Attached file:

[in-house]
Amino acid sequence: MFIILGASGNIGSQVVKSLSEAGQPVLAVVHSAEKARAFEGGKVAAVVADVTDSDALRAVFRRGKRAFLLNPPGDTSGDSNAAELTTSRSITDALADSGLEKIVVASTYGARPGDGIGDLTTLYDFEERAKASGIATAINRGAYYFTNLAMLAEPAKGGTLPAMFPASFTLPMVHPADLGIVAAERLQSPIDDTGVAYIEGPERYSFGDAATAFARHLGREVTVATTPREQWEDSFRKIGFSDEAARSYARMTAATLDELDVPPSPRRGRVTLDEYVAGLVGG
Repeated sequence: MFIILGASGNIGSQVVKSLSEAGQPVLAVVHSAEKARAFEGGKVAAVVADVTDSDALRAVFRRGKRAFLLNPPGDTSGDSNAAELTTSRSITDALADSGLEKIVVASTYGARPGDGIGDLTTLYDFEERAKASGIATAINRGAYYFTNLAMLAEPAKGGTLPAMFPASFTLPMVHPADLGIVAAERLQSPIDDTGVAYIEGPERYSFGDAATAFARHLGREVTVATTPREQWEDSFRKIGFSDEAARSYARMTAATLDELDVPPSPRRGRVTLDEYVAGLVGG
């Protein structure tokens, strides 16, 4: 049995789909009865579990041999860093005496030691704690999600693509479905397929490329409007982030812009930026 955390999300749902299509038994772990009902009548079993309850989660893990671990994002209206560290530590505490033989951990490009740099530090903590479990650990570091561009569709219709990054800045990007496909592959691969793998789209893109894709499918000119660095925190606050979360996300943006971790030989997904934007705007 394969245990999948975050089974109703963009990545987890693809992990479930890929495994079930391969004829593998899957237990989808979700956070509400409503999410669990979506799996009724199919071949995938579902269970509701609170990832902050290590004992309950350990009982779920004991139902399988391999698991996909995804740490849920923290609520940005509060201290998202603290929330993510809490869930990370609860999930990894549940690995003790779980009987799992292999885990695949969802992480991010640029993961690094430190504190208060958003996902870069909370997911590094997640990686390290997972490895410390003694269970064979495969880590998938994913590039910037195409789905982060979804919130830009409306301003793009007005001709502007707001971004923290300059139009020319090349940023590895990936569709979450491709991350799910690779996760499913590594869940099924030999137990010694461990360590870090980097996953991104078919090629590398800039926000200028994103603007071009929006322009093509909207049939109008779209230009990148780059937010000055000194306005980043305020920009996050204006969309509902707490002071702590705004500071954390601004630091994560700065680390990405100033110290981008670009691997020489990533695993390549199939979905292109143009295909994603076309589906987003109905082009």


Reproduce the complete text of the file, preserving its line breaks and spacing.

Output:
[in-house]
Amino acid sequence: MFIILGASGNIGSQVVKSLSEAGQPVLAVVHSAEKARAFEGGKVAAVVADVTDSDALRAVFRRGKRAFLLNPPGDTSGDSNAAELTTSRSITDALADSGLEKIVVASTYGARPGDGIGDLTTLYDFEERAKASGIATAINRGAYYFTNLAMLAEPAKGGTLPAMFPASFTLPMVHPADLGIVAAERLQSPIDDTGVAYIEGPERYSFGDAATAFARHLGREVTVATTPREQWEDSFRKIGFSDEAARSYARMTAATLDELDVPPSPRRGRVTLDEYVAGLVGG
Repeated sequence: MFIILGASGNIGSQVVKSLSEAGQPVLAVVHSAEKARAFEGGKVAAVVADVTDSDALRAVFRRGKRAFLLNPPGDTSGDSNAAELTTSRSITDALADSGLEKIVVASTYGARPGDGIGDLTTLYDFEERAKASGIATAINRGAYYFTNLAMLAEPAKGGTLPAMFPASFTLPMVHPADLGIVAAERLQSPIDDTGVAYIEGPERYSFGDAATAFARHLGREVTVATTPREQWEDSFRKIGFSDEAARSYARMTAATLDELDVPPSPRRGRVTLDEYVAGLVGG
């Protein structure tokens, strides 16, 4: 049995789909009865579990041999860093005496030691704690999600693509479905397929490329409007982030812009930026 955390999300749902299509038994772990009902009548079993309850989660893990671990994002209206560290530590505490033989951990490009740099530090903590479990650990570091561009569709219709990054800045990007496909592959691969793998789209893109894709499918000119660095925190606050979360996300943006971790030989997904934007705007 394969245990999948975050089974109703963009990545987890693809992990479930890929495994079930391969004829593998899957237990989808979700956070509400409503999410669990979506799996009724199919071949995938579902269970509701609170990832902050290590004992309950350990009982779920004991139902399988391999698991996909995804740490849920923290609520940005509060201290998202603290929330993510809490869930990370609860999930990894549940690995003790779980009987799992292999885990695949969802992480991010640029993961690094430190504190208060958003996902870069909370997911590094997640990686390290997972490895410390003694269970064979495969880590998938994913590039910037195409789905982060979804919130830009409306301003793009007005001709502007707001971004923290300059139009020319090349940023590895990936569709979450491709991350799910690779996760499913590594869940099924030999137990010694461990360590870090980097996953991104078919090629590398800039926000200028994103603007071009929006322009093509909207049939109008779209230009990148780059937010000055000194306005980043305020920009996050204006969309509902707490002071702590705004500071954390601004630091994560700065680390990405100033110290981008670009691997020489990533695993390549199939979905292109143009295909994603076309589906987003109905082009």